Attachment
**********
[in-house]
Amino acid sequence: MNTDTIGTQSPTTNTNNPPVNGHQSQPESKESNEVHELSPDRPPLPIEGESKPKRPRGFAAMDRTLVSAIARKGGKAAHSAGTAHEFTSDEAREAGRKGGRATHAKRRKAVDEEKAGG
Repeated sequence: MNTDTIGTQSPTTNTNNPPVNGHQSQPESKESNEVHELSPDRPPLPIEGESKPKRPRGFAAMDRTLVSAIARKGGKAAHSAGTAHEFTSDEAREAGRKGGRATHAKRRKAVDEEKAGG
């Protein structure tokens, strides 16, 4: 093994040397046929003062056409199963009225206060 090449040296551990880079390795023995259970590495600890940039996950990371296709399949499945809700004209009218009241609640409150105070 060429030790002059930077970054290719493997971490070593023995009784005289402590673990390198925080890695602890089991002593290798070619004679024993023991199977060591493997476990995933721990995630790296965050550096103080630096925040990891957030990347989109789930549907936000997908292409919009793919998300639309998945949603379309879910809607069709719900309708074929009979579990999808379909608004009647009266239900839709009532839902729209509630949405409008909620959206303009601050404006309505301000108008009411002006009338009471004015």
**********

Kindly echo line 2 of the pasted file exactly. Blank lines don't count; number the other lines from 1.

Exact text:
Amino acid sequence: MNTDTIGTQSPTTNTNNPPVNGHQSQPESKESNEVHELSPDRPPLPIEGESKPKRPRGFAAMDRTLVSAIARKGGKAAHSAGTAHEFTSDEAREAGRKGGRATHAKRRKAVDEEKAGG